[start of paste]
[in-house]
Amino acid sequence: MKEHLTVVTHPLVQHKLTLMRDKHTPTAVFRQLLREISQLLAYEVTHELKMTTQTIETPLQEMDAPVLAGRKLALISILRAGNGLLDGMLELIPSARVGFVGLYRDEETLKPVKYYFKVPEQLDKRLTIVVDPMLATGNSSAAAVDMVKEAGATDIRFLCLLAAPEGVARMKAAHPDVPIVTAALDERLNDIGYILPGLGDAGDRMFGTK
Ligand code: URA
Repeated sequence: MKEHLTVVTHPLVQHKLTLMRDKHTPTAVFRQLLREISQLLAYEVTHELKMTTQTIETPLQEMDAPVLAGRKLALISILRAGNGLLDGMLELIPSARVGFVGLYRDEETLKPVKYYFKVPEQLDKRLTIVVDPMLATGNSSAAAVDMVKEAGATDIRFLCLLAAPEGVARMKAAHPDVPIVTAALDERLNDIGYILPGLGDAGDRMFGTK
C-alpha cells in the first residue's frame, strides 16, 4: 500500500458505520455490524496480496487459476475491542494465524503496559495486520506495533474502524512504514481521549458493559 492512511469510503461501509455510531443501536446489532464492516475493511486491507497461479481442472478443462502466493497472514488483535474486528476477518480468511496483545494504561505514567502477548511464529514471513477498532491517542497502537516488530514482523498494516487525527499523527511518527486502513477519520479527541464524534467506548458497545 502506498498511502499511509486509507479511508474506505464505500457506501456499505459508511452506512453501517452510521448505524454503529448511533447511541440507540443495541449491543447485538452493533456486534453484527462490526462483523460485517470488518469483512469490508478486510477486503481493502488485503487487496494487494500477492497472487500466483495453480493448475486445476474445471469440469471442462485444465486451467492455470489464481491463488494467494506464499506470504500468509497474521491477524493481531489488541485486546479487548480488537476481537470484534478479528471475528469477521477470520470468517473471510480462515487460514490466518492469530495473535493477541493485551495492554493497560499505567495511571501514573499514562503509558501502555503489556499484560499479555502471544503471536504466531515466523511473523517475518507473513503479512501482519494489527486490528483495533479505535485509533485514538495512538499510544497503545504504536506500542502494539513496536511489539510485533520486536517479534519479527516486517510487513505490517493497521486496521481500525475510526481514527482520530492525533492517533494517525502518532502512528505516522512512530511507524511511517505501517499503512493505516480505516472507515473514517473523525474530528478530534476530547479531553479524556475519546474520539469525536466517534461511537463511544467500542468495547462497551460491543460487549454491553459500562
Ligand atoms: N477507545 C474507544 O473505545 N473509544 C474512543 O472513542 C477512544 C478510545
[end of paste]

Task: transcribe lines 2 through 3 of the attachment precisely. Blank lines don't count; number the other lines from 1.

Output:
Amino acid sequence: MKEHLTVVTHPLVQHKLTLMRDKHTPTAVFRQLLREISQLLAYEVTHELKMTTQTIETPLQEMDAPVLAGRKLALISILRAGNGLLDGMLELIPSARVGFVGLYRDEETLKPVKYYFKVPEQLDKRLTIVVDPMLATGNSSAAAVDMVKEAGATDIRFLCLLAAPEGVARMKAAHPDVPIVTAALDERLNDIGYILPGLGDAGDRMFGTK
Ligand code: URA